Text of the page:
On hearing the factory is going to be left unguarded, Jane convinces Heather to explore it with her, you know, before the teens find it and ruin everything, and what could have been a brief outing to rekindle a friendship becomes something much more.


This was cool. I'm waiting for the sequel. That's all.

Lot by Bryan Washington

Lot: Stories - Bryan Washington

A novel of linked short stories, Bryan Washington's work embraces a Houston that is a riot of cultures crossing boundaries. They frankly address racial, sexual, and economic realities, and how they all collide and converge. Alternating glimpses into the life and loves of a boy growing up black, Latino, and gay binds the work together to create a rich, immersive saga. "Lot" is impossible to put down.


Short stories can be a hard sell nowadays, there are less markets for writers to develop the craft and many readers, myself included, often won't pick them up unless there's a compelling reason.


My compelling reason for you: these are phenomenal! There are connections in these stories so there is the continuity of the novel, but the diversity of voices in this book and the message it sends of Houston - a city in Texas for God's sake - as being a place of the future and a true reflection of America. This collection opened my eyes to a world I don't see living where I do and the stories gives me hope.


This was selection of Indies Introduce, a panel I was honored to be a part of, and it won the admiration of us booksellers because of its honesty and that hopefulness in the center of heartbreak that arrives in these stories. Please, support these stories and check them out at your local bookstore or library.


Inspection - Josh Malerman

The Alphabet Boys line up daily for Inspection. It's for their own good, after all. D.A.D. and the Parenthood provide everything they need, and instruct them in what they need to know.


Two of their number have disappeared. No, not disappeared. They were spoiled rotten, and so they were sent to the Corner. J worries about the Corner, sometimes it appears in his dreams, but as long as he does well and listens to D.A.D. he has nothing to worry about. J and his brothers live in the turret in the middle of the woods.


Of course, there's something going on. The narrative switches to D.A.D. and others of the Parenthood and we are let in on the secret of the experiment. That, away from 'distractions' of the opposite sex, a generation can be raised as prodigies in science, mathematics and art. The boys are not allowed to be 'spoiled' by the presence of girls, or even knowledge of their existence. Mistakes have happened, and been ruthlessly ended, but 11 years in the experiment is a success. They are prepared for the adolescent years. Until events start spiraling out of the Parenthood's control.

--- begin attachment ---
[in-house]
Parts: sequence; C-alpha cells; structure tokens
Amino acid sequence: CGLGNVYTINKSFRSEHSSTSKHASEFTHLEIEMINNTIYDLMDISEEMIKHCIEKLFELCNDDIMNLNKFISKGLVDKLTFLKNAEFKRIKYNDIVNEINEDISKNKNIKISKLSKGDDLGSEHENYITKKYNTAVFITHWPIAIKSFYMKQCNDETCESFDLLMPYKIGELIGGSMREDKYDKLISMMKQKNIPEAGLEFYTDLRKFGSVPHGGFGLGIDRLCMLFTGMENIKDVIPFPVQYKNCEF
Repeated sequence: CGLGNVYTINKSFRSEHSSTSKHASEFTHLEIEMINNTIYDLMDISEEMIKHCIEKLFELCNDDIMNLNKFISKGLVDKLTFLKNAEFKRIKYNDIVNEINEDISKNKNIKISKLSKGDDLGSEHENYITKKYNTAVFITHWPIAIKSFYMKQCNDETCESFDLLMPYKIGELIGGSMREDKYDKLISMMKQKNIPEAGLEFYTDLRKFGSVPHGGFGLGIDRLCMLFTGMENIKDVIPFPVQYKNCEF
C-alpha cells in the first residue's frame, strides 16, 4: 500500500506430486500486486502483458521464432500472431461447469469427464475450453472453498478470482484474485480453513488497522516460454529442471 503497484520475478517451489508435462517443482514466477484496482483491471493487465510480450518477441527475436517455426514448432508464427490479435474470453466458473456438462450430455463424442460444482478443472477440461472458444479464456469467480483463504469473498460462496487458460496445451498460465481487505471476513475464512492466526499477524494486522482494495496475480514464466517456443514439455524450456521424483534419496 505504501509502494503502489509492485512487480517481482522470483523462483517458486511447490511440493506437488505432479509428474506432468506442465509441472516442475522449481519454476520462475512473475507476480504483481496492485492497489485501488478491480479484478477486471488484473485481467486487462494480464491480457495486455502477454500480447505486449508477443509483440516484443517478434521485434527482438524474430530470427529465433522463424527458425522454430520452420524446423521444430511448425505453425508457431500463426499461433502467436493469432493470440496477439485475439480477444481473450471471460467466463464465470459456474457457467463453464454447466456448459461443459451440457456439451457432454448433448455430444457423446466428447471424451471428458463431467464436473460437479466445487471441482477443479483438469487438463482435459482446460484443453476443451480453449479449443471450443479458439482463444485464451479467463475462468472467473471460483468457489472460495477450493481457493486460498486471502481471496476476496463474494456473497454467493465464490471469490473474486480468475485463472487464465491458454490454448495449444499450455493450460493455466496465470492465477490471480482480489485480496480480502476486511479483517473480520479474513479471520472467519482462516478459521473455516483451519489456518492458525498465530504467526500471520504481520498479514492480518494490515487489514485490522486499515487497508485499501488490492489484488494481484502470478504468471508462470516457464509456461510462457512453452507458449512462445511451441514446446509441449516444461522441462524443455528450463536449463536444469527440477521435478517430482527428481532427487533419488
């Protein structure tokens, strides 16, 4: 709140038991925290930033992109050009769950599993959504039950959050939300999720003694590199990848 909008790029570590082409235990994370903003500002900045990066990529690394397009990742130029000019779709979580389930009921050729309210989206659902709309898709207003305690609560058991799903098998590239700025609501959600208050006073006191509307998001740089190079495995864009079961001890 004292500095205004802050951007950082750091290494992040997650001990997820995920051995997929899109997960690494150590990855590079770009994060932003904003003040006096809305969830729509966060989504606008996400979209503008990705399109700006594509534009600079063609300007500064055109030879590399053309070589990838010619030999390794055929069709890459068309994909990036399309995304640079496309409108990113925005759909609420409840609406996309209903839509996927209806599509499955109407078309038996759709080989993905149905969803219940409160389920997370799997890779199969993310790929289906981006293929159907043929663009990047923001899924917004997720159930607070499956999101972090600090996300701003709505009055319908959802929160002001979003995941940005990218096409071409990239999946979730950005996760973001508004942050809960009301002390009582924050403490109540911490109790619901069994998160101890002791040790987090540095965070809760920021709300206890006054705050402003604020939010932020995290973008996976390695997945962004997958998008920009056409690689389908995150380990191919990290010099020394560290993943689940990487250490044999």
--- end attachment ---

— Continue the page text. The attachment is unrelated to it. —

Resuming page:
Across the forest there is another school alike to J's in every way, except it is girls. There, gifted artist K worries about the problem of a structure she glimpsed long ago, something that could be the top of another turret....J and K have no idea of the existence of each other, but separately they begin to have doubts about their world, little knowing the danger their curiosity puts them in.


Josh Malerman's 'Inspection' is an addictive page-turner about an unusual experiment and its terrible consequences. I read it in one sitting, I couldn't bear not knowing what was going to happen next! It didn't disappoint. My one question was why no one expected homosexuality to rear its head at some point....that likely would have been a trip to the Corner.

Queenie by Candice Carty-Williams

Queenie - Candice Carty-Williams

This is another astonishing debut, available at your local bookseller for preorder now or on Tuesday.


Queenie is having a rough time. Her longtime boyfriend has suggested they go on a 'break' and wants her to move out and find a new place to live, in London, with no notice. She's tired of being ignored at work, and the thousands of microagressions she experiences every day because she's a woman, she's black, and she's vulnerable.


This novel is also funny, Queenie draws support from her friends and family while they frustrate her. Carty-Williams expertly balances Queenie's sharp humor and observations on life and her trials and tribulations in going out, hooking up, with the distinctly uncomfortable reality of what many of her dates actually are. Queenie's memories of her relationship with her boyfriend and her experiences growing up undercut the humor without taking the air out of the novel, and the reader slowly begins to see truths along with Queenie.